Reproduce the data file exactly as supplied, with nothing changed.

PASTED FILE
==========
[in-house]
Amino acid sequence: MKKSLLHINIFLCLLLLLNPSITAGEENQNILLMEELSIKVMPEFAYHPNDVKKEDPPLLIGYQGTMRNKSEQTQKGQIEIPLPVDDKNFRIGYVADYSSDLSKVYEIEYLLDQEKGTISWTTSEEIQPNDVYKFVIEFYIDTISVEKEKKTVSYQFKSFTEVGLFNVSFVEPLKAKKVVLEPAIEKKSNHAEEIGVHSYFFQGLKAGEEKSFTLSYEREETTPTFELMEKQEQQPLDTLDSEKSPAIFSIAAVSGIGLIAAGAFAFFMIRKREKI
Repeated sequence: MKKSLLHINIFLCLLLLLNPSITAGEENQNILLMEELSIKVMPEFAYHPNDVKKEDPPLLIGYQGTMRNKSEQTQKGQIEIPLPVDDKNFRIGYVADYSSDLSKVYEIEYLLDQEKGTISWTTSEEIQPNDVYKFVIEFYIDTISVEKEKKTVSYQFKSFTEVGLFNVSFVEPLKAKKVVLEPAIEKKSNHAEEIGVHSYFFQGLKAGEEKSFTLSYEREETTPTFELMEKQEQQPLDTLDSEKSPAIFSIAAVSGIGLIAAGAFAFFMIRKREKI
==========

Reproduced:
[in-house]
Amino acid sequence: MKKSLLHINIFLCLLLLLNPSITAGEENQNILLMEELSIKVMPEFAYHPNDVKKEDPPLLIGYQGTMRNKSEQTQKGQIEIPLPVDDKNFRIGYVADYSSDLSKVYEIEYLLDQEKGTISWTTSEEIQPNDVYKFVIEFYIDTISVEKEKKTVSYQFKSFTEVGLFNVSFVEPLKAKKVVLEPAIEKKSNHAEEIGVHSYFFQGLKAGEEKSFTLSYEREETTPTFELMEKQEQQPLDTLDSEKSPAIFSIAAVSGIGLIAAGAFAFFMIRKREKI
Repeated sequence: MKKSLLHINIFLCLLLLLNPSITAGEENQNILLMEELSIKVMPEFAYHPNDVKKEDPPLLIGYQGTMRNKSEQTQKGQIEIPLPVDDKNFRIGYVADYSSDLSKVYEIEYLLDQEKGTISWTTSEEIQPNDVYKFVIEFYIDTISVEKEKKTVSYQFKSFTEVGLFNVSFVEPLKAKKVVLEPAIEKKSNHAEEIGVHSYFFQGLKAGEEKSFTLSYEREETTPTFELMEKQEQQPLDTLDSEKSPAIFSIAAVSGIGLIAAGAFAFFMIRKREKI